Decidability of inferencing is commonly considered a very important property
of logic-based knowledge representation formalisms, required for the
algorithmization and automation of reasoning. Yet, oftentimes, the
corresponding (un)decidability arguments are idiosyncratic and do not shed
much light on the underlying principles governing the divide.
In my talk, I will review generic model- and proof-theoretic criteria for
decidability of querying in fragments of first-order logic. Description
logics play a central role in these considerations: They can serve as a
simplified “testbed” inspiring decidability criteria which can then be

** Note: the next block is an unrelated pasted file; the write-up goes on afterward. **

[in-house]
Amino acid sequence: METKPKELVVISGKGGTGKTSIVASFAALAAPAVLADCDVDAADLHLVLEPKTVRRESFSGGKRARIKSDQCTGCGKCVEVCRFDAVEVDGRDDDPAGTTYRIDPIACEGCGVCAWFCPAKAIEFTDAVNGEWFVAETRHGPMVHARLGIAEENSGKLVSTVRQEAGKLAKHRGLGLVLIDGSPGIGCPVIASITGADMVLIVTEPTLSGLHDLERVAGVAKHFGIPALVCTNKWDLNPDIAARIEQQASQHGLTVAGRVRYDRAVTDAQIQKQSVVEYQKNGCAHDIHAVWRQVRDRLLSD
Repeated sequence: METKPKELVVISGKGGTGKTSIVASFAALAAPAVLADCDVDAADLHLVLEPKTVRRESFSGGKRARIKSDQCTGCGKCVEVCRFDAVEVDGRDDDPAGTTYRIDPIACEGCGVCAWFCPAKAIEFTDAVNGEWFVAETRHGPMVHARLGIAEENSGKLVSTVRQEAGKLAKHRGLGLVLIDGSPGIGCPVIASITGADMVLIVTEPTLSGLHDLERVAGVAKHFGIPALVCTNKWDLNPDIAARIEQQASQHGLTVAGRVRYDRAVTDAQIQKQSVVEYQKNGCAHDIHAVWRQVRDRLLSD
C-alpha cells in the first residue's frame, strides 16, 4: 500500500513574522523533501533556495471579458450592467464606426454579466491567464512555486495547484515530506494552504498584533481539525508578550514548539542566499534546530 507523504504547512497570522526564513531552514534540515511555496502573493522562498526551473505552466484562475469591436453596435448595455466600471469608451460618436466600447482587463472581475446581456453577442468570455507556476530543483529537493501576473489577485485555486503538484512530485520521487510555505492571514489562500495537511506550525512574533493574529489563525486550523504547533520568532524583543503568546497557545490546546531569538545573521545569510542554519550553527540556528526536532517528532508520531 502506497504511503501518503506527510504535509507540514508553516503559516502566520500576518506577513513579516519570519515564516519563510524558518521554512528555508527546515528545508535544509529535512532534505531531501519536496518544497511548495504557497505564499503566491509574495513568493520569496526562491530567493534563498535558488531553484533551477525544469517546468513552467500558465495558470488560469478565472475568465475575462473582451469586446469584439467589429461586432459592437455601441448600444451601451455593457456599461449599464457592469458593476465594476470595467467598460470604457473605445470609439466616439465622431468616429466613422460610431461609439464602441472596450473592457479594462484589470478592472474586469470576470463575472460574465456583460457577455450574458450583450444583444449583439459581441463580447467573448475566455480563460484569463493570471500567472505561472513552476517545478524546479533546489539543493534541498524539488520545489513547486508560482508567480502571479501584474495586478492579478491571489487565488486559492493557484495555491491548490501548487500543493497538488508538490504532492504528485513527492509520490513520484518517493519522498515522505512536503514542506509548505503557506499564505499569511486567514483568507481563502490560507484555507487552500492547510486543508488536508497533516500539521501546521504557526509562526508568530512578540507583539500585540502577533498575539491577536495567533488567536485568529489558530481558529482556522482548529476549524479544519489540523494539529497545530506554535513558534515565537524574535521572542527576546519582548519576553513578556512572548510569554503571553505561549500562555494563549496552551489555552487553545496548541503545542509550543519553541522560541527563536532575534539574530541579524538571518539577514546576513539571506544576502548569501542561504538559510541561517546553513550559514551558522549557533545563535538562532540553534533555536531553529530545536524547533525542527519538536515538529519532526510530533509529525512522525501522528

generalized to higher arities.
On the model-theoretic side, I will describe a general framework by means of
which decidability of query entailment can be established based on the
existence of countermodels with certain structural properties. These
properties depend on the ontology and query language used and range from
finite domain over forest-like shape to width-finiteness employing width
notions like treewidth and cliquewidth.
On the proof-theoretic side, I will report on a recent result according to
which decidable homomorphism-closed queries can be captured by a rather
restricted ontology-mediated querying framework based on existential rules
with certain chase termination guarantees.
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